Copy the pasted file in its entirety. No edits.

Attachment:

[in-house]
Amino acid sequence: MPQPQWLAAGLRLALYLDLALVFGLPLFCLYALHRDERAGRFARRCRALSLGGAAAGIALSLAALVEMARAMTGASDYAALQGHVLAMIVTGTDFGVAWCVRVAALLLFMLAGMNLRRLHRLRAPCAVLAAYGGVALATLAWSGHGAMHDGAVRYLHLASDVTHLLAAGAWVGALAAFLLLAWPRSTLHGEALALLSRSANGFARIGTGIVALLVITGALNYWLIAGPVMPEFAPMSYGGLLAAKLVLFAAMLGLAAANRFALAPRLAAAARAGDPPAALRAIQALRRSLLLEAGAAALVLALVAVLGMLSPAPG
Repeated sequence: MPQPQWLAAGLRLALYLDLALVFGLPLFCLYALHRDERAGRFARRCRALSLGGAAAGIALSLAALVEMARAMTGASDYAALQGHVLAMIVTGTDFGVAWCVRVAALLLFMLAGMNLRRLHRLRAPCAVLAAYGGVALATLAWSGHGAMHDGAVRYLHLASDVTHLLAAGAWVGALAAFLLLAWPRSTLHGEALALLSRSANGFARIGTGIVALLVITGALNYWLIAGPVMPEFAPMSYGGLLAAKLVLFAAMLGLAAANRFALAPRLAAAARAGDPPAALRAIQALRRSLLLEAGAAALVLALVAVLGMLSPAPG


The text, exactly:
[in-house]
Amino acid sequence: MPQPQWLAAGLRLALYLDLALVFGLPLFCLYALHRDERAGRFARRCRALSLGGAAAGIALSLAALVEMARAMTGASDYAALQGHVLAMIVTGTDFGVAWCVRVAALLLFMLAGMNLRRLHRLRAPCAVLAAYGGVALATLAWSGHGAMHDGAVRYLHLASDVTHLLAAGAWVGALAAFLLLAWPRSTLHGEALALLSRSANGFARIGTGIVALLVITGALNYWLIAGPVMPEFAPMSYGGLLAAKLVLFAAMLGLAAANRFALAPRLAAAARAGDPPAALRAIQALRRSLLLEAGAAALVLALVAVLGMLSPAPG
Repeated sequence: MPQPQWLAAGLRLALYLDLALVFGLPLFCLYALHRDERAGRFARRCRALSLGGAAAGIALSLAALVEMARAMTGASDYAALQGHVLAMIVTGTDFGVAWCVRVAALLLFMLAGMNLRRLHRLRAPCAVLAAYGGVALATLAWSGHGAMHDGAVRYLHLASDVTHLLAAGAWVGALAAFLLLAWPRSTLHGEALALLSRSANGFARIGTGIVALLVITGALNYWLIAGPVMPEFAPMSYGGLLAAKLVLFAAMLGLAAANRFALAPRLAAAARAGDPPAALRAIQALRRSLLLEAGAAALVLALVAVLGMLSPAPG